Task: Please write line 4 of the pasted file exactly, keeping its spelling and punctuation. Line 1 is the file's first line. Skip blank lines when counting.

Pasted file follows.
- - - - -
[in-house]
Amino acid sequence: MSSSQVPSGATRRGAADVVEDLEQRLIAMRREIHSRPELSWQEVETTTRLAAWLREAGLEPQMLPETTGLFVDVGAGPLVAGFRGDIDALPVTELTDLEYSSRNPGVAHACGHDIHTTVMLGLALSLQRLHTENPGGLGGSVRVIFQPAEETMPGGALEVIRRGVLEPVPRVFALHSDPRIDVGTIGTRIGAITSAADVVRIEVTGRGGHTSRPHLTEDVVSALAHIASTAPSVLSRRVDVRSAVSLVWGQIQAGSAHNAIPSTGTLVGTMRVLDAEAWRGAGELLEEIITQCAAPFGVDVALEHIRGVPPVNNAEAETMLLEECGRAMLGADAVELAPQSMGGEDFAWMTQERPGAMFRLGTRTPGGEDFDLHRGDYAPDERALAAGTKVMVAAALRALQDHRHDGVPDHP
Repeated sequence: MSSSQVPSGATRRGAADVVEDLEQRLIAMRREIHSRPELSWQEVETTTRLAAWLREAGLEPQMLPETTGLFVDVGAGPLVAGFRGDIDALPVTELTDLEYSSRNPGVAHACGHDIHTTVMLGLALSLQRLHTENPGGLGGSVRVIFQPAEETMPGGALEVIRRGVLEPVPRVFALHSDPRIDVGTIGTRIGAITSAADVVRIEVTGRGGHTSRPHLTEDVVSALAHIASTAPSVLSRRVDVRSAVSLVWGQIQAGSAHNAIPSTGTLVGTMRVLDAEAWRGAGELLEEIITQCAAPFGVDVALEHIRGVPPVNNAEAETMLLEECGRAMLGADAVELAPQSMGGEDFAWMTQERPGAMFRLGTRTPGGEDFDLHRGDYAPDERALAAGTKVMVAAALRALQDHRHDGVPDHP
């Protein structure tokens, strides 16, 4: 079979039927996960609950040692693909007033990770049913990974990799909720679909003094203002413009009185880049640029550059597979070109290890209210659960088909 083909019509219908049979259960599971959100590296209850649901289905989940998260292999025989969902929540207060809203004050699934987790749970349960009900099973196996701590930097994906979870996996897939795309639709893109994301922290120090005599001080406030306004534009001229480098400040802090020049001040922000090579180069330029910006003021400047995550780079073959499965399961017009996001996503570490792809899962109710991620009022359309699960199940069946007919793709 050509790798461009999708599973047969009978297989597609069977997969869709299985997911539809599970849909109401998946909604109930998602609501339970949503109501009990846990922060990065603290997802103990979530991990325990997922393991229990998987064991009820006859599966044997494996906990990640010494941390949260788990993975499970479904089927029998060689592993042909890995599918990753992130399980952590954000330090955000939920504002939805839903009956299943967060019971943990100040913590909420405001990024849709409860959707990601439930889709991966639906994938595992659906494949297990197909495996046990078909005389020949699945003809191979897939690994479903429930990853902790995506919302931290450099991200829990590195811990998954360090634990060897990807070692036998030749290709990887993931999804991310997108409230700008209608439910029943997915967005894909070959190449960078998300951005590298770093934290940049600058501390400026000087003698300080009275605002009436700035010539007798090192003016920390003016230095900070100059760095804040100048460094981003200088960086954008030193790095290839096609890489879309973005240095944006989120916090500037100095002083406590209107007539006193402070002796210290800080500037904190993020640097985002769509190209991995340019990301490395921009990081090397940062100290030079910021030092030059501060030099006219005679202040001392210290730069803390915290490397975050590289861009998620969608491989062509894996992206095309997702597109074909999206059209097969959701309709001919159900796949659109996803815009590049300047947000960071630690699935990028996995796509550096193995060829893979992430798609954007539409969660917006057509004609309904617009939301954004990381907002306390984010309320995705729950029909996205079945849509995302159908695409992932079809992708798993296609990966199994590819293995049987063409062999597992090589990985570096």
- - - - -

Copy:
């Protein structure tokens, strides 16, 4: 079979039927996960609950040692693909007033990770049913990974990799909720679909003094203002413009009185880049640029550059597979070109290890209210659960088909 083909019509219908049979259960599971959100590296209850649901289905989940998260292999025989969902929540207060809203004050699934987790749970349960009900099973196996701590930097994906979870996996897939795309639709893109994301922290120090005599001080406030306004534009001229480098400040802090020049001040922000090579180069330029910006003021400047995550780079073959499965399961017009996001996503570490792809899962109710991620009022359309699960199940069946007919793709 050509790798461009999708599973047969009978297989597609069977997969869709299985997911539809599970849909109401998946909604109930998602609501339970949503109501009990846990922060990065603290997802103990979530991990325990997922393991229990998987064991009820006859599966044997494996906990990640010494941390949260788990993975499970479904089927029998060689592993042909890995599918990753992130399980952590954000330090955000939920504002939805839903009956299943967060019971943990100040913590909420405001990024849709409860959707990601439930889709991966639906994938595992659906494949297990197909495996046990078909005389020949699945003809191979897939690994479903429930990853902790995506919302931290450099991200829990590195811990998954360090634990060897990807070692036998030749290709990887993931999804991310997108409230700008209608439910029943997915967005894909070959190449960078998300951005590298770093934290940049600058501390400026000087003698300080009275605002009436700035010539007798090192003016920390003016230095900070100059760095804040100048460094981003200088960086954008030193790095290839096609890489879309973005240095944006989120916090500037100095002083406590209107007539006193402070002796210290800080500037904190993020640097985002769509190209991995340019990301490395921009990081090397940062100290030079910021030092030059501060030099006219005679202040001392210290730069803390915290490397975050590289861009998620969608491989062509894996992206095309997702597109074909999206059209097969959701309709001919159900796949659109996803815009590049300047947000960071630690699935990028996995796509550096193995060829893979992430798609954007539409969660917006057509004609309904617009939301954004990381907002306390984010309320995705729950029909996205079945849509995302159908695409992932079809992708798993296609990966199994590819293995049987063409062999597992090589990985570096």